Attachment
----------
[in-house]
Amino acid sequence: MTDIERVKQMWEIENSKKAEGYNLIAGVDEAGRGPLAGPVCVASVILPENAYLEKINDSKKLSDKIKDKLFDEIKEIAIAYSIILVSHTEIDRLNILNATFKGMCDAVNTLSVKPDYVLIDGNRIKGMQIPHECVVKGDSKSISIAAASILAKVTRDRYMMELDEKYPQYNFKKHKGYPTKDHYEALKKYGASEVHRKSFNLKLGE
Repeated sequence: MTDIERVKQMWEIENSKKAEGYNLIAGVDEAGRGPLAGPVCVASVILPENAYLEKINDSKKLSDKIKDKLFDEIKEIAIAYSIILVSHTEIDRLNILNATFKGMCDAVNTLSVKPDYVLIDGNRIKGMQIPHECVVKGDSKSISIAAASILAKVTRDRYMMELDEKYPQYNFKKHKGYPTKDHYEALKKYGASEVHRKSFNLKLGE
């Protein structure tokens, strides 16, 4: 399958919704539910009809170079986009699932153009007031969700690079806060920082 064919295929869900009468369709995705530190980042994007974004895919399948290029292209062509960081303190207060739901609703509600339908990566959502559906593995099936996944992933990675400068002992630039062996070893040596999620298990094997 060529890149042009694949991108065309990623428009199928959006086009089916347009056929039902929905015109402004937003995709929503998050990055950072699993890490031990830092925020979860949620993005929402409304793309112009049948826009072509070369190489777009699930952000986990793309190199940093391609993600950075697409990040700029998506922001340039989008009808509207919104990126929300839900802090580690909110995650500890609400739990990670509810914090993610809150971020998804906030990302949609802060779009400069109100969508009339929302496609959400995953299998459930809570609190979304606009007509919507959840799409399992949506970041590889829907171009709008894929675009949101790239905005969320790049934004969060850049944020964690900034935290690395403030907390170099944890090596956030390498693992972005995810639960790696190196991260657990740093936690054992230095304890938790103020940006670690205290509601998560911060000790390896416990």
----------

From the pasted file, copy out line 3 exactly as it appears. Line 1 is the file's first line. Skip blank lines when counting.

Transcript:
Repeated sequence: MTDIERVKQMWEIENSKKAEGYNLIAGVDEAGRGPLAGPVCVASVILPENAYLEKINDSKKLSDKIKDKLFDEIKEIAIAYSIILVSHTEIDRLNILNATFKGMCDAVNTLSVKPDYVLIDGNRIKGMQIPHECVVKGDSKSISIAAASILAKVTRDRYMMELDEKYPQYNFKKHKGYPTKDHYEALKKYGASEVHRKSFNLKLGE